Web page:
In virology, viruses are placed in “clades” based on phylogenetic trees constructed from their genome sequences.

Clade, phylogenetic tree

In virology, viruses are placed in “clades” (groups of organisms) based on phylogenetic trees constructed from their genome sequences.

Based on their genome sequences, similar viruses are grouped by their clades. Changes in those viruses are tracked using phylogeny.


It is a diagram that depicts the lines of evolutionary descent of different species, organisms, or genes from a common ancestor).

WHO said human infections with the West African clade appear to cause less severe disease compared to the Congo Basin clade, with a case fatality rate of 3.6% compared to 10.6% for the Congo Basin clade, the agency stated in a report.

What vaccines are used to fight monkeypox virus?

The WHO stated that two types of vaccines (ACAM-2000 and MVA-BN) are being deployed by some member states to serve as prophylaxis for close contacts.

Other countries may hold supplies of other types of vaccines, such as LC16.


ACAM-2000 is licensed by the FDA for smallpox (Vaccinia) for active immunisation against smallpox disease for persons determined to be at high risk for smallpox infection. The vaccine is manufactured by Sanofi Pasteur Biologics Co.


Modified vaccinia Ankara-Bavarian Nordic (MVA-BN) is a highly attenuated vaccinia virus. MVA-BN is a non-replicating smallpox vaccine distributed in liquid-frozen formulation suitable for use against smallpox. The vaccine is approved in Europe for use in the general adult population. Bavarian-Nordic stated on its website that MVA-BN, an injectable, is not yet approved in the US, though it is currently stockpiled by the US Government for emergency use in people for whom replicating smallpox vaccines are contraindicated.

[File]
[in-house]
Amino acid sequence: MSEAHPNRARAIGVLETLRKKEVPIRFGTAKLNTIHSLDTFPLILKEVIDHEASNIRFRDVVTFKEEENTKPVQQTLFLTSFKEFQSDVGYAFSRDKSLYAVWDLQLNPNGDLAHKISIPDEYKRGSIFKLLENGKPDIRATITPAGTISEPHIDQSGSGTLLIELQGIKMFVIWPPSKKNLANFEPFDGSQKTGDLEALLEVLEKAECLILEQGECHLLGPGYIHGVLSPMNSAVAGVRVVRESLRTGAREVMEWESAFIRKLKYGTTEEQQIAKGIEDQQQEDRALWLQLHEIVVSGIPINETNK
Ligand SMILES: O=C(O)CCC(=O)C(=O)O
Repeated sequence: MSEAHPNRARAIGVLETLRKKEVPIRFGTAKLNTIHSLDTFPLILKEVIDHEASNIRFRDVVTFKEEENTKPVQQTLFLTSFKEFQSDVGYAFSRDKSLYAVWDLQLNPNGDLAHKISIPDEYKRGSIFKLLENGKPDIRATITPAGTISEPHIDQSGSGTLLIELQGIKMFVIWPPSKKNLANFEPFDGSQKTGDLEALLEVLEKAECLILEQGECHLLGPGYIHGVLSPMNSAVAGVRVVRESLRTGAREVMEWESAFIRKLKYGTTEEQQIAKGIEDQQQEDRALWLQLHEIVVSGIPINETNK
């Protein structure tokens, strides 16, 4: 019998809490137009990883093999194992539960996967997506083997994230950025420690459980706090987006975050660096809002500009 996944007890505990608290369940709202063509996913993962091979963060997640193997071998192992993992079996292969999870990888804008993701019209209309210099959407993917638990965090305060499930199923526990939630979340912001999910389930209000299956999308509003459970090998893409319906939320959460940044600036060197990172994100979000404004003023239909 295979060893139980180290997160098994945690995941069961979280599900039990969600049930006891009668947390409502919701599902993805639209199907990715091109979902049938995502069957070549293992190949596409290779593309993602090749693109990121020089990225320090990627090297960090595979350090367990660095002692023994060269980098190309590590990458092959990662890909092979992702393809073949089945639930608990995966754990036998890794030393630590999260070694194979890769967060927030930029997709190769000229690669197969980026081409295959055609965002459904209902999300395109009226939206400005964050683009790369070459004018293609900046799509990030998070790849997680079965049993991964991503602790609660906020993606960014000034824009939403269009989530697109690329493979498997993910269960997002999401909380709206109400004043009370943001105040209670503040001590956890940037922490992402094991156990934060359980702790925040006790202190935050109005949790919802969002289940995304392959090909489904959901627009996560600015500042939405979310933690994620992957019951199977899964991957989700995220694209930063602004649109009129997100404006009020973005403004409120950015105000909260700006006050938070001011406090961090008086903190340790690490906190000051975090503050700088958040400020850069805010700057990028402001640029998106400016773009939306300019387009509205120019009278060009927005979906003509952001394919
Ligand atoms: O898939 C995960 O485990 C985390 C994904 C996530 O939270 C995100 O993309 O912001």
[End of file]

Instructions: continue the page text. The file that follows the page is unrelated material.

Because MVA-BN virus is highly attenuated, it is thus incapable of replicating in the body, yet is still capable of eliciting a potent immune response and does so without producing the post-vaccination complications, the vaccine maker said.


LC16 (specifically LC16m8), is also an attenuated smallpox vaccine is also currently stockpiled in the US. The LC16m8 is an attenuated, replicating smallpox vaccine derived from the Lister strain of vaccinia, is also currently licensed in Japan where it was safely used in over 50,000 children in the 1970s. 
According to a report by the US National Institutes of Health (NIH), the LC16m8 is “immunogenic” after a single dose.

Studies cited in 2006 in the scientific journal Vaccine, states that LC16m8 administered in two different animal models demonstrated protective efficacy equivalent to that of the only FDA-licensed smallpox vaccine.

Monkeypox guidance

Meanwhile, the WHO has said that interim guidance is being or has been developed to support member states with raising awareness, surveillance, laboratory diagnostics and testing, case investigation and contact-tracing, clinical management and infection prevention control, vaccines and immunisation, and risk communication and community engagement.

The guidance outlines considerations for community care, patients with moderate to severe disease, sexually active persons, pregnant or breastfeeding women, children and young persons.

The guidance also addresses considerations for clinical management such as the use of therapeutics, nutritional support, mental health services, and post-infection follow-up. 
The guidance is meant for clinicians, health facility managers, health workers and infection prevention and control practitioners.